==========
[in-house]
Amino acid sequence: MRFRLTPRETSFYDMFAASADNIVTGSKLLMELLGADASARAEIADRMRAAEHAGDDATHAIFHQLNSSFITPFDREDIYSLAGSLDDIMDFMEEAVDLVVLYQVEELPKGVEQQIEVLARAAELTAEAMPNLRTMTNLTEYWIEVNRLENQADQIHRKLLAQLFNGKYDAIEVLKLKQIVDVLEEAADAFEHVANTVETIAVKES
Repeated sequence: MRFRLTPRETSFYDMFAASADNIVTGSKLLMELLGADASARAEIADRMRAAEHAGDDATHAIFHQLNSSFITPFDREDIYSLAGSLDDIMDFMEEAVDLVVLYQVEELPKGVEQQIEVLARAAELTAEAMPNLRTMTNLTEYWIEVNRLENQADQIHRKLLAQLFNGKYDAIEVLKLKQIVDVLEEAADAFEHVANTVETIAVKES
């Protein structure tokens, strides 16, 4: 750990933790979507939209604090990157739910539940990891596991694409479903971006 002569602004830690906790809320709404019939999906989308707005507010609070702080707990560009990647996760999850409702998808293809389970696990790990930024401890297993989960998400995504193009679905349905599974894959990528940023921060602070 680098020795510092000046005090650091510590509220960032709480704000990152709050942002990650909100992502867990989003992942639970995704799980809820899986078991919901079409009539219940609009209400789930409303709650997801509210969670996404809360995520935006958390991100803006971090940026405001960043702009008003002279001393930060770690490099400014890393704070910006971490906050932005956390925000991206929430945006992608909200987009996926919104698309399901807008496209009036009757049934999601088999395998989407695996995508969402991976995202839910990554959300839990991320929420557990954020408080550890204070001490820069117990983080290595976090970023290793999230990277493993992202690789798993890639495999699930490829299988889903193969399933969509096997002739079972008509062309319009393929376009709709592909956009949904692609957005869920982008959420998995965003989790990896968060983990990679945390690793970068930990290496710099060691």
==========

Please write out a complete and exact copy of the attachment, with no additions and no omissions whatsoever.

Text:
[in-house]
Amino acid sequence: MRFRLTPRETSFYDMFAASADNIVTGSKLLMELLGADASARAEIADRMRAAEHAGDDATHAIFHQLNSSFITPFDREDIYSLAGSLDDIMDFMEEAVDLVVLYQVEELPKGVEQQIEVLARAAELTAEAMPNLRTMTNLTEYWIEVNRLENQADQIHRKLLAQLFNGKYDAIEVLKLKQIVDVLEEAADAFEHVANTVETIAVKES
Repeated sequence: MRFRLTPRETSFYDMFAASADNIVTGSKLLMELLGADASARAEIADRMRAAEHAGDDATHAIFHQLNSSFITPFDREDIYSLAGSLDDIMDFMEEAVDLVVLYQVEELPKGVEQQIEVLARAAELTAEAMPNLRTMTNLTEYWIEVNRLENQADQIHRKLLAQLFNGKYDAIEVLKLKQIVDVLEEAADAFEHVANTVETIAVKES
């Protein structure tokens, strides 16, 4: 750990933790979507939209604090990157739910539940990891596991694409479903971006 002569602004830690906790809320709404019939999906989308707005507010609070702080707990560009990647996760999850409702998808293809389970696990790990930024401890297993989960998400995504193009679905349905599974894959990528940023921060602070 680098020795510092000046005090650091510590509220960032709480704000990152709050942002990650909100992502867990989003992942639970995704799980809820899986078991919901079409009539219940609009209400789930409303709650997801509210969670996404809360995520935006958390991100803006971090940026405001960043702009008003002279001393930060770690490099400014890393704070910006971490906050932005956390925000991206929430945006992608909200987009996926919104698309399901807008496209009036009757049934999601088999395998989407695996995508969402991976995202839910990554959300839990991320929420557990954020408080550890204070001490820069117990983080290595976090970023290793999230990277493993992202690789798993890639495999699930490829299988889903193969399933969509096997002739079972008509062309319009393929376009709709592909956009949904692609957005869920982008959420998995965003989790990896968060983990990679945390690793970068930990290496710099060691």